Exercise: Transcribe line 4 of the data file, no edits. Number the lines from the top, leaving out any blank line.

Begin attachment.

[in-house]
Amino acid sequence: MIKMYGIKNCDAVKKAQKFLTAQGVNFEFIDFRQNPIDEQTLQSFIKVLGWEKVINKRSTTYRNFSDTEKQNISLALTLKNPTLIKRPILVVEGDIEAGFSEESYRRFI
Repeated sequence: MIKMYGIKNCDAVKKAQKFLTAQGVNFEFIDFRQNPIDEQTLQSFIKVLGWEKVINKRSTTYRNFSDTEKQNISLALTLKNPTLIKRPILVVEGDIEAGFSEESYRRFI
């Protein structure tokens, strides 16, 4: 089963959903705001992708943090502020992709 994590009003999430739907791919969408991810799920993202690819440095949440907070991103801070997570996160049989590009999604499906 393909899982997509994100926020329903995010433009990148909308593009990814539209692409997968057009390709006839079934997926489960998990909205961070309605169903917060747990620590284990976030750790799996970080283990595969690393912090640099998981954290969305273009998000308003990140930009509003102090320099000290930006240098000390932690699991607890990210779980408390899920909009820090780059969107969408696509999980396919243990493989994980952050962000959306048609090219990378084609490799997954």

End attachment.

């Protein structure tokens, strides 16, 4: 089963959903705001992708943090502020992709 994590009003999430739907791919969408991810799920993202690819440095949440907070991103801070997570996160049989590009999604499906 393909899982997509994100926020329903995010433009990148909308593009990814539209692409997968057009390709006839079934997926489960998990909205961070309605169903917060747990620590284990976030750790799996970080283990595969690393912090640099998981954290969305273009998000308003990140930009509003102090320099000290930006240098000390932690699991607890990210779980408390899920909009820090780059969107969408696509999980396919243990493989994980952050962000959306048609090219990378084609490799997954």